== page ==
The January 2018 issue of Architect’s Newspaper includes an interview by Iker Gil and Julie Michiels with Mexico-City based architect Michel Rojkind titled “Concrete Catalyst.” The interview was done in relation to the opening of Rojkind Arquitectos’ Foro Boca concert hall in Boca del Rio, Mexico.
To read the interview, please visit Architect’s Newspaper website.
You can find the interview below.
With a concert by the Boca del Rio Philharmonic Orchestra featuring acclaimed violinist Joshua Bell, the Foro Boca concert hall opened to the public on December 1 in Boca del Rio, Veracruz. Designed by Rojkind Arquitectos, the remarkable building is the central piece of an area of the city in transformation. Iker Gil and Julie Michiels spoke with architect Michel Rojkind to discuss the main aspects of the building.
Can you talk about how you became involved in Foro Boca and how it related to the larger urban challenges in Boca del Rio?
Miguel Angel Yunes Marquez, the then Mayor of Boca del Rio, started the Boca del Rio Philharmonic Orchestra in 2014, that has since become the heart of the cultural life in the city. The Mayor asked us to design a home for the orchestra, and at the time there were three possible sites. The chosen one was located in a deteriorated area of Boca del Rio where the Jamapa River meets the Gulf of Mexico. We decided then to think about the building as part of a larger urban regeneration project that could tie also to a three-mile boulevard that the Mayor had already started to work on to improve the pedestrian experience along the waterfront.
How does Foro Boca connect to its immediate context?
One of the first key aspects was to turn the nearby breakwater into a pedestrian space. Also, the building entrance, besides being protected from the strong north winds, is connected to a series of public spaces. As the Mayor had already chosen granite for the boulevard, we included it in our project so that the boulevard would go right into the building. Our aim was to make sure that the public spaces were considered as important as the building, giving back to the community by extending our plazas towards the beach, the breakwater, and the city.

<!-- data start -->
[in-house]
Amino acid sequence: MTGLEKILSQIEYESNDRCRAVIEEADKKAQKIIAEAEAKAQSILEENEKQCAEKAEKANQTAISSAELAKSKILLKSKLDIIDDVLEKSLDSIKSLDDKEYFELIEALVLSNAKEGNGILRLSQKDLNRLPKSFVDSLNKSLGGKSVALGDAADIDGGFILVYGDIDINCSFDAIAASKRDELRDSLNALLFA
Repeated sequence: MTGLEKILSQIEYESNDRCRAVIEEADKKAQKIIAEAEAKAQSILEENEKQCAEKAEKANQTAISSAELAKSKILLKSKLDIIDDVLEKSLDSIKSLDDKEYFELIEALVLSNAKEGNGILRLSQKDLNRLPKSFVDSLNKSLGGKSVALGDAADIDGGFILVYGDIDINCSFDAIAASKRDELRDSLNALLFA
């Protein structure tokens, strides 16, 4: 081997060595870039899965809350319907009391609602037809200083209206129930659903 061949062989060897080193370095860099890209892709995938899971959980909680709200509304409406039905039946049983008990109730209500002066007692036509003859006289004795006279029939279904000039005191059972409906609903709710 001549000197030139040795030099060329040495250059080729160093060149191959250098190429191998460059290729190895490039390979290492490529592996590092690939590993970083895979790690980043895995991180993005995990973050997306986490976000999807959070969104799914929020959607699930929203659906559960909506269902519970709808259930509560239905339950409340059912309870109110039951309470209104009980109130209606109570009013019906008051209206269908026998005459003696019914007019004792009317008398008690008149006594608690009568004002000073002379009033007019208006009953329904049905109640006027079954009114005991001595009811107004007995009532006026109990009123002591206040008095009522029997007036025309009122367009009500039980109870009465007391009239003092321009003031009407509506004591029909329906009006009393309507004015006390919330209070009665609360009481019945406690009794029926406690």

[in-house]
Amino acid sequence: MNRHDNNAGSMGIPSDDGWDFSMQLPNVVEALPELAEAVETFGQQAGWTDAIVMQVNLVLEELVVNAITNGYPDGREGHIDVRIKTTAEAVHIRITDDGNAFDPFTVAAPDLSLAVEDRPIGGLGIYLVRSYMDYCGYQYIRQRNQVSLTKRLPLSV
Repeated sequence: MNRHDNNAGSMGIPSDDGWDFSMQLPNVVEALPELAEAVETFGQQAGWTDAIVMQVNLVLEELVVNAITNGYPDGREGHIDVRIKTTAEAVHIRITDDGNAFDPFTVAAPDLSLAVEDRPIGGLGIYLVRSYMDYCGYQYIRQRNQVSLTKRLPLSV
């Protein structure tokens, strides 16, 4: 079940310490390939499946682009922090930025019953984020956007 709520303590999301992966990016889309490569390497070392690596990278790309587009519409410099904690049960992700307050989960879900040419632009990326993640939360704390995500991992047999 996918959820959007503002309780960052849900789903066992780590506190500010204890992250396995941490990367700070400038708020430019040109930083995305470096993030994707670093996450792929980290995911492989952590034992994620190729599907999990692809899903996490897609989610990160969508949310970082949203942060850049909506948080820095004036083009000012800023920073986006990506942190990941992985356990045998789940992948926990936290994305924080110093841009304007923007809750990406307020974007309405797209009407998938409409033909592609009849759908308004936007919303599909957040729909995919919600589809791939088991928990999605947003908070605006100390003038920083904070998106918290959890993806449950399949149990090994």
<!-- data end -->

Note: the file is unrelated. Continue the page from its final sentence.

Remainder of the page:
The building is raw, powerful, and stripped of superfluous elements. Can you talk about its overall composition and materiality?
We wanted to use a material that was able to withstand and respond to the harsh conditions of the place and we chose concrete with a texture running in different directions. We were interested in the way it would develop a patina over time, similar to the nearby rocks in the breakwater. Initially, the project started as a big box that we broke down into smaller programs to give it the proper scale towards the beach, the pier, and the city. As you move around Foro Boca, your perception of the scale of the volumes changes. And it was important for us to make a building that had no front and back. For instance, the area where the trucks load and unload the instruments, becomes an exterior plaza. It is about creating overlapping uses rather than hiding them.
The interior of the building also challenges our perception of scale, with an interesting sequence of compression and release.